Basketball coaching legend Jack Ramsay dies

PHILADELPHIA — The Hawk may never die, but the man most responsible for St. Joseph’s University’s rich basketball heritage proved to be mortal after all.


PHILADELPHIA — The Hawk may never die, but the man most responsible for St. Joseph’s University’s rich basketball heritage proved to be mortal after all.

Jack Ramsay, a cerebral hoops master who built a legend as he ascended through the world of Philadelphia basketball, bred a generation of coaching disciples and won NBA titles as both a general manager and coach, died Sunday night in Naples, Fla., at 89.

Ramsay, who tackled cancer with the same zeal he expended on his personal fitness, was diagnosed with the disease more than a decade ago and recently had stepped away from his longtime role as an ESPN analyst.

“The world is full of copycats,” said Jim Lynam, who played for Ramsay at St. Joseph’s and coached with him in the NBA. “The innovators are those who separate themselves. And Jack Ramsay was an innovator.”

Though his reputation was formed in the Philadelphia area — at Chester’s St. James and Wilmington’s Mount Pleasant high schools; at his alma mater, St. Joseph’s, and as the NBA champion 76ers rookie GM in 1967 — the second half of Ramsay’s colorful life played out far from his hometown.

Most notably, he guided the Portland Trail Blazers to the 1976-77 NBA title, an event that transformed that Oregon city into a pro basketball hotbed. Then at commissioner David Stern’s urging, he traveled the world, broadening the sport’s appeal. And a late-life broadcasting career with ESPN made him an iconic figure nationally.

Through it all, he maintained a residence in Ocean City, N.J., where, after his morning-Mass ritual, the physical-fitness fanatic could often be seen jogging on the beach or swimming in the Atlantic Ocean.

A natty dresser, a marathon and triathlon competitor, a fiercely devoted family man and Catholic, Ramsay, his former players insisted, possessed a spiritual aura.

“He could look at you with those eyes and get through to you,” said Don DiJulia, the St. Joseph’s athletic director who played for Ramsay in the early 1960s. “He was so genuine, such a good family man and so faith-focused, that his players instinctively sensed that.”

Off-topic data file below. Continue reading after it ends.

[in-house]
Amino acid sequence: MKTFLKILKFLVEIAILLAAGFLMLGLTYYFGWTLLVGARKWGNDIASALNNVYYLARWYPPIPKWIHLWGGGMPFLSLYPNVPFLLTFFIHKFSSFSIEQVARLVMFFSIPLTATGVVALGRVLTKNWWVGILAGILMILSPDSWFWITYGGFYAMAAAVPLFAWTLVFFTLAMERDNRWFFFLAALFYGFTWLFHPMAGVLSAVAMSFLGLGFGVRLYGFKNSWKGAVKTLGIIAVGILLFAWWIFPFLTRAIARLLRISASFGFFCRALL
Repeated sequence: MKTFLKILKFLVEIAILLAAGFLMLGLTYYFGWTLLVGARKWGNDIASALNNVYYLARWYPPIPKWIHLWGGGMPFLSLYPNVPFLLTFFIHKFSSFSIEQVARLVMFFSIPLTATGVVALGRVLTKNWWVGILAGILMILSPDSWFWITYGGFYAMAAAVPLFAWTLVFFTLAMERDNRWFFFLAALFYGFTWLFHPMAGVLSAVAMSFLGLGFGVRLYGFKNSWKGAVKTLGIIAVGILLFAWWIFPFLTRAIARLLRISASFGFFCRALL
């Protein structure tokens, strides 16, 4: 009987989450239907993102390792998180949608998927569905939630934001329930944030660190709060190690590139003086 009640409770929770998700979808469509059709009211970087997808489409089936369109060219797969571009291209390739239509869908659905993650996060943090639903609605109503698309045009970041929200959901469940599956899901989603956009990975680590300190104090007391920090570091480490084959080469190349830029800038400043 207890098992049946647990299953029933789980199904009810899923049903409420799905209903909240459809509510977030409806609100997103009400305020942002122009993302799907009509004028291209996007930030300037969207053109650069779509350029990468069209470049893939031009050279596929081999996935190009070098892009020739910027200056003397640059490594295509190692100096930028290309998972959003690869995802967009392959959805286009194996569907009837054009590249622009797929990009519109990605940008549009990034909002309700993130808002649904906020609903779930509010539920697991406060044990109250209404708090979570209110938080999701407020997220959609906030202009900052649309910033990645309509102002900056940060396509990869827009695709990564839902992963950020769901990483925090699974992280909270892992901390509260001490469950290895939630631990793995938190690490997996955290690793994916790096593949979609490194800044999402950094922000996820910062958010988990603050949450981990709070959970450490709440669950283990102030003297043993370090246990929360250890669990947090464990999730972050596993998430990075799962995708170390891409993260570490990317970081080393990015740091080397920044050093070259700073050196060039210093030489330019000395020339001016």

Known widely as “Dr. Jack”, for the doctorate in education he earned at the University of Pennsylvania in 1963, Ramsay brought an intellectual approach to what, when he began playing, was a gritty, often brutal sport.

He scouted intensely and his competitive nature led him to constantly seek an edge. With the Trail Blazers, for example, he studied the techniques of Soviet high jumpers, hoping it would improve his big men’s leaping ability.

“The next day,” recalled Lynam of the day the Trail Blazers tried the drills, “they could barely walk. But that was Jack. He was always investigating something.”

Ironically, for all the fame and success he accrued in the sport, Ramsay figures to be as well-remembered for two historic gaffes in which he played a prominent role.

Before the 1968-69 season, by then also the 76ers coach, he dealt Wilt Chamberlain to the Lakers after the enigmatic superstar demanded a trade.

“I never traded Wilt,” Ramsay often said in his own defense. “He traded himself.”

Then in 1984, with the second choice in the NBA draft, Ramsay chose 7-foot-2 Kentucky center Sam Bowie for Portland instead of Michael Jordan.

The decision has lived in sports infamy. Bowie’s career would be short-circuited by injuries while Jordan led the Bulls to six NBA titles and is widely viewed as one of the sport’s all-time greats. Ramsay always insisted he’d make the same choice again since his team’s most pressing need was a dominant center.

It was at his alma mater, St. Joseph’s, between 1955 and 1966, where Ramsay burst onto the national scene, leading the Hawks to 10 postseason appearances in 11 seasons and helping make the Big 5 into a unique and wildly popular Philadelphia institution.

There he developed both a pipeline of coaches — some of whom, like Lynam, Westhead, Matt Guokas Jr. and Jack McKinney, followed him to the NBA — and a killer zone press that confounded opponents.


In 2009, St. Joseph’s named its new basketball facility — an upgrading and addition to Hagen Arena — the Ramsay Basketball Center. And last year, the coach’s son-in-law, ex-Sixers coach Jim O’Brien, endowed an education scholarship in Ramsay’s name.

A funeral Mass will take place Thursday at 11 a.m. at St. John’s the Evangelist Church in Naples, Fla. Plans for a viewing on Wednesday were pending.